Here comes the web browser 100 problem
Google Chrome and Firefox will both soon release their 100th version — and that could mean trouble for both website developers and web browser users.
Written by Steven Vaughan-Nichols, Senior Contributing Editor
Posted in Networking on February 16, 2022 | Topic: Networking
Soon both Google Chrome, the most popular of all web browsers, and the Firefox web browser will release their 100th version. Now, besides just being a cool number, there are technical issues that come with these anniversary releases. Some of those issues may cause your websites to fail.
Yes, fail. Here’s why.
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As this written typical examples of the latest release versions of browsers UAs are:
- Chrome: Mozilla/5.0 (Windows NT 10.0; Win64; x64) AppleWebKit/537.36 (KHTML, like Gecko) Chrome/94.0.4606.54 Safari/537.36
- Firefox: Mozilla/5.0 (Macintosh; Intel Mac OS X 10.15; rv:96.0) Gecko/20100101 Firefox/96.0
So, what’s the problem here? It’s an ancient one: Date format misconfigurations. The most famous example is the still not quite dead yet Y2K problem. Then, the problem was that most programs of the late 90s and earlier couldn’t deal with four-figure year dates. This time around our problem is that too many website programs can’t deal with three-figure UAs. Yes, it’s that simple.
But, while it may be simple, it doesn’t mean that it’s inconsequential. You see, we’ve already had a sneak preview of this problem when we went from 1-figure UAs (1-9) to 10-figure UAs. For instance, Opera 10 wouldn’t render sites correctly back in 2009 and some sites wouldn’t render at all with Firefox 10 because their scripts read Firefox 10 as the out-of-date Firefox 1.0. We can expect all this and more as Chrome and Firefox 100 arrive.
Google and Mozilla are well aware of these coming browser UA problems. Both are working on finding and fixing the headaches.
Some of these problems will escape their efforts. For example, while it’s been known for decades that using UAs to determine what web pages or services should be served to a specific browser is a bad idea, that’s never stopped all too many web developers from misusing them anyway. If your website does this, odds are good your site will end up sending an error message instead of web pages to a version 100 web browsers.
You can check today if your site has such a problem using a Chrome feature flag, which forces Chrome to send a three-digit UA. Then, you can check to see if the new UA is being presented properly by visiting the test site, Is Chrome 100 Yet? Then you can use this browser to check out your own sites for problems. Firefox is also offering similar tests.
With either browser, if you find something breaks because of the UA before fixing it, file a report on Webcompat. Also, be sure to check that you haven’t uncovered another kind of bug by checking to see if the problem still pops up when you’re using the normal UA.
In cases things go more badly than either Chrome or Firefox’s engineering teams expect, both have mitigation plans in place.
In Firefox, there’s a site intervention mechanism. With this, the Mozilla webcompat team can hot-fix broken websites. To see what’s being fixed you can type about:compat in the URL bar. And, of course, if a site breaks because it can’t handle the major version being 100, a user can fix it by sending version 99 instead. But, it’s much too much to ask for ordinary users to manually change their UAs. If things go completely haywire and there are widespread site failures, Mozilla plans to temporarily freeze Firefox’s major version at 99 and test other approaches.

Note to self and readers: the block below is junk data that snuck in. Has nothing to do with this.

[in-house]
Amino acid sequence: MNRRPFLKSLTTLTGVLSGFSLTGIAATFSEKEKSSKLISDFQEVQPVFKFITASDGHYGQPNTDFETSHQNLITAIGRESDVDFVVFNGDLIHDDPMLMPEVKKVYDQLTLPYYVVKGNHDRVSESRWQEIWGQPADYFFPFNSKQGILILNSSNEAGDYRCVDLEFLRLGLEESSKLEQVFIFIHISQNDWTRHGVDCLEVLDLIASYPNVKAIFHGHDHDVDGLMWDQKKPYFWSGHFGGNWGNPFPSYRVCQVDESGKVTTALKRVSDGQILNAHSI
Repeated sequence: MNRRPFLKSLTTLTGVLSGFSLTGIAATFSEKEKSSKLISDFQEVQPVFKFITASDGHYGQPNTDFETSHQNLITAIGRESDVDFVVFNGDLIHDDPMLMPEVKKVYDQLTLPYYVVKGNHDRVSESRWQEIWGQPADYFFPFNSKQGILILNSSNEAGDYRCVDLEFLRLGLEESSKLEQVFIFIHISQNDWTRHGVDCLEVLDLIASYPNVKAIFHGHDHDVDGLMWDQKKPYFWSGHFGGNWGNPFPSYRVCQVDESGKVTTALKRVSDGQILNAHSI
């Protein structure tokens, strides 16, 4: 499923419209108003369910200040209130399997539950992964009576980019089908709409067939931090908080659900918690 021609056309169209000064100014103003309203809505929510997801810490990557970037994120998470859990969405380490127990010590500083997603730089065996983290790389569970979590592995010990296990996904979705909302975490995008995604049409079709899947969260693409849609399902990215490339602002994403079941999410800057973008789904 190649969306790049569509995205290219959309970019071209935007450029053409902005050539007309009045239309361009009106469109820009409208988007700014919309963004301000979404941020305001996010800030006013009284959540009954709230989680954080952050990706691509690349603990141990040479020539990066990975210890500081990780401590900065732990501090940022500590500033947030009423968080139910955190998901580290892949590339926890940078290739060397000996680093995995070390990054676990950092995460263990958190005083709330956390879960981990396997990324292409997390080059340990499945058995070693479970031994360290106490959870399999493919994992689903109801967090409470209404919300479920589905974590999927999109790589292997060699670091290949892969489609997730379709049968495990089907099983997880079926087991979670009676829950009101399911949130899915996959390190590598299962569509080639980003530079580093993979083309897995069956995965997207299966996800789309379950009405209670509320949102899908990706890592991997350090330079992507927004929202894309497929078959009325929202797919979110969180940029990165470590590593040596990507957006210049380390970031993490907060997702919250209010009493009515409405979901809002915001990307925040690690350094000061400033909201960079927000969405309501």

With Chrome, the backup plan is to use a flag to freeze the major version at 99 and report the real major version number in the minor version part of the UA string. This fall-back code is already available in Chrome’s upstream open-source Chromium browser.
In this case the Chrome version UA string will use the following pattern <major_version>.<minor_version>.<build_number>.<patch_number>. So, for example, the important part might look like 99.101.4988.0. Google’s Chrome developers will decide on whether to resort to this backup option if things go badly wrong.
If you want to help make this problem a non-issue–the reason why people thought Y2K wasn’t that big a deal was because of all the efforts made beforehand to make sure it was properly fixed–both Google and Mozilla would welcome your help. And, of course, your own company would appreciate making sure its website doesn’t go up in smoke when the version 100 editions are released.
You can do this by setting up your early release browser to report the version as 100 and report any issues you come across. Here’s how to do this.
Configure Firefox Nightly to report the major version as 100
- Open Firefox Nightly’s Settings menu.
- Search for “Firefox 100” and then check the “Firefox 100 User-Agent String” option.
Configure Chrome to report the major version as 100
- Go to chrome://flags/#force-major-version-to-100
- Set the option to `Enabled`.
Before starting, keep in mind several UA string failures have already been found.
If you’re a web developer using an old UA parsing library, you should test to make sure it can deal with UA versions greater than or equal to 100. Early tests show that most recent libraries will do fine. But, as we all know, the web is filled with old code. So it’s all too possible that you’re using an old, incompatible parsing library, and not even know about it until they hiccup on the latest browsers leaving your users wondering what the heck just happened.
It’s time to get to work. Chrome 100 is expected to be released in March 2022 and Firefox 100 is scheduled for release on May 3. 2022. Before then, you’ll want to make sure your websites work the way you expect them to come the day,